6. Rubino grows into his role
From a tough start as Astralis’s semi-permanent sub for Device, Rubino more than showed signs that Astralis can succeed with him in the team, and that he can do an awesome impression of young Semmler. He was 2nd in the tournament on +0.77 WPAR and 3rd on PAE with +0.17, leading his team in both and showing that he is both strong in the clutch and at the bread and butter work.

His AWP work was also more than acceptable as Astralis’s secondary AWPer behind dupreeh contributing 10 rounds as a CT on double AWP setups with a 1.5 kills per round equipped average. He also contributed one of the plays of the tournament that I’ll showcase in the big plays article later this week.

Overall Astralis’s performance was a testament to their professional attitude when many pundits (possibly including me) were speculating that they might just be making up the numbers.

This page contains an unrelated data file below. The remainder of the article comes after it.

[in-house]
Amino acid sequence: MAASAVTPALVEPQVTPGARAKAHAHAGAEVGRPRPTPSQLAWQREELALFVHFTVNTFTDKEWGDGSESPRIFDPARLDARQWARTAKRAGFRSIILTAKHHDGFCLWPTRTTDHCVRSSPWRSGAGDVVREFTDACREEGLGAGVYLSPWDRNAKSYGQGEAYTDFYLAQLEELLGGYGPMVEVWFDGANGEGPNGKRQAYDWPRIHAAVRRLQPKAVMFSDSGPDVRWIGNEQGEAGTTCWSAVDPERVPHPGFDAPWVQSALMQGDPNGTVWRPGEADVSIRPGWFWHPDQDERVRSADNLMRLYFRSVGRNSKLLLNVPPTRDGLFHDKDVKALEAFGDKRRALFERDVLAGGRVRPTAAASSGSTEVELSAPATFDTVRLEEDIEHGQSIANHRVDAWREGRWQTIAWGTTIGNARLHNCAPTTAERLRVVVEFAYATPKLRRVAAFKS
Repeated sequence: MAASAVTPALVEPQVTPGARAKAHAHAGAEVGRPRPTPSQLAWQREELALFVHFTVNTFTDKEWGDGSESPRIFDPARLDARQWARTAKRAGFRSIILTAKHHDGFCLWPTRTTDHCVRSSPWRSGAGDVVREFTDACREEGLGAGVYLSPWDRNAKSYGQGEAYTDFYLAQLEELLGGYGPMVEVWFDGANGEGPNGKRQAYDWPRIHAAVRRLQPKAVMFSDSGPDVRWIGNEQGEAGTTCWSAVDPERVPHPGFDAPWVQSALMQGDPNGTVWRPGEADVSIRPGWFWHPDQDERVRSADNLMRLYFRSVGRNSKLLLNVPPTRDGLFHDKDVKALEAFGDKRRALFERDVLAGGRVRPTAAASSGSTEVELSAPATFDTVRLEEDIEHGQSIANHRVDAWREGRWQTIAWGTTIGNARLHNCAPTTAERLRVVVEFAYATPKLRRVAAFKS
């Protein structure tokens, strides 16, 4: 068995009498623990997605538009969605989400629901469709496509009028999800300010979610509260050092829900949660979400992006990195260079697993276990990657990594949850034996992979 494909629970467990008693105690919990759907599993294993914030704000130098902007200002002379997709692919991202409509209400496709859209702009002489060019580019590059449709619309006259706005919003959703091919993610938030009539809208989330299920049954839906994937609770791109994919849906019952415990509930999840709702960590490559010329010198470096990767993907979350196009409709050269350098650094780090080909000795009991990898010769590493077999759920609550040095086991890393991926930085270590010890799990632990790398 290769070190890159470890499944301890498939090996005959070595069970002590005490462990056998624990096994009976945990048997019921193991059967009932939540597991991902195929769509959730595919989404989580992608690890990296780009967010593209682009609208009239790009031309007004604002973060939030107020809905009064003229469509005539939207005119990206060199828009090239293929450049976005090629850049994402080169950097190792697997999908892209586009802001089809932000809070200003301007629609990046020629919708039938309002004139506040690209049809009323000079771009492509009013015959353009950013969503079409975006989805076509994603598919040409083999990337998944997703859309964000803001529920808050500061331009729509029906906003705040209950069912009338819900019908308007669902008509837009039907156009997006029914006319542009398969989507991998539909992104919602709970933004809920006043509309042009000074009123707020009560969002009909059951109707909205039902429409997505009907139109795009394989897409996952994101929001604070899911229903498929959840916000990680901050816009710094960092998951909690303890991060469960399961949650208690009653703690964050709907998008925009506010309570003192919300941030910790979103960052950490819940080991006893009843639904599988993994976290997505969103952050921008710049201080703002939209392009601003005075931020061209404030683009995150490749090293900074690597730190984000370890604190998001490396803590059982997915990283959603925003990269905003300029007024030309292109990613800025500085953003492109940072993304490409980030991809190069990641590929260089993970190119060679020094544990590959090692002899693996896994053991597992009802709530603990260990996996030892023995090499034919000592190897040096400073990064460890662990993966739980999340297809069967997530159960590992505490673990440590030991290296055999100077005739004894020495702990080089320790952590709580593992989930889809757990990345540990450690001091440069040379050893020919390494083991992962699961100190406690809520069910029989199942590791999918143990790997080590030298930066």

7. Tournament seedings could be improved
As predicted by our rankings and pointed out in the accompanying article the groups were pretty lopsided and the results was no NA teams into the knockout rounds. Although they’ve got to earn it I feel that putting Cloud9 into group A would have improved the chances of some intercontinental clashes in the knockout phase.

I’m not sure what the method for putting the groups together was, but if there was any idea that Astralis might be crumbling that justified having Cloud9 in group B then beware a strong team on a downward trend. They are just as likely to correct back to their real level as continue their decline.

8. Rain has become FaZe’s carry
Despite all the attention on NiKo, rain has become an incredibly consistent powerhouse at the core of the FaZe winning machine. Over the last big 3 tournaments rain has been in the top 3 players on PAE rating, which is the bread and butter stat that represents consistent fragging regardless of equipment expenditure.

That he doesn’t often have a high WPAR places him as a fine complement to NiKo’s brilliance in the clutch, and means he consistently finishes off rounds, capitalises on good positions and creates and sustains advantages throughout the whole length of the map.

Featured image by Janko Ferlič on Unsplash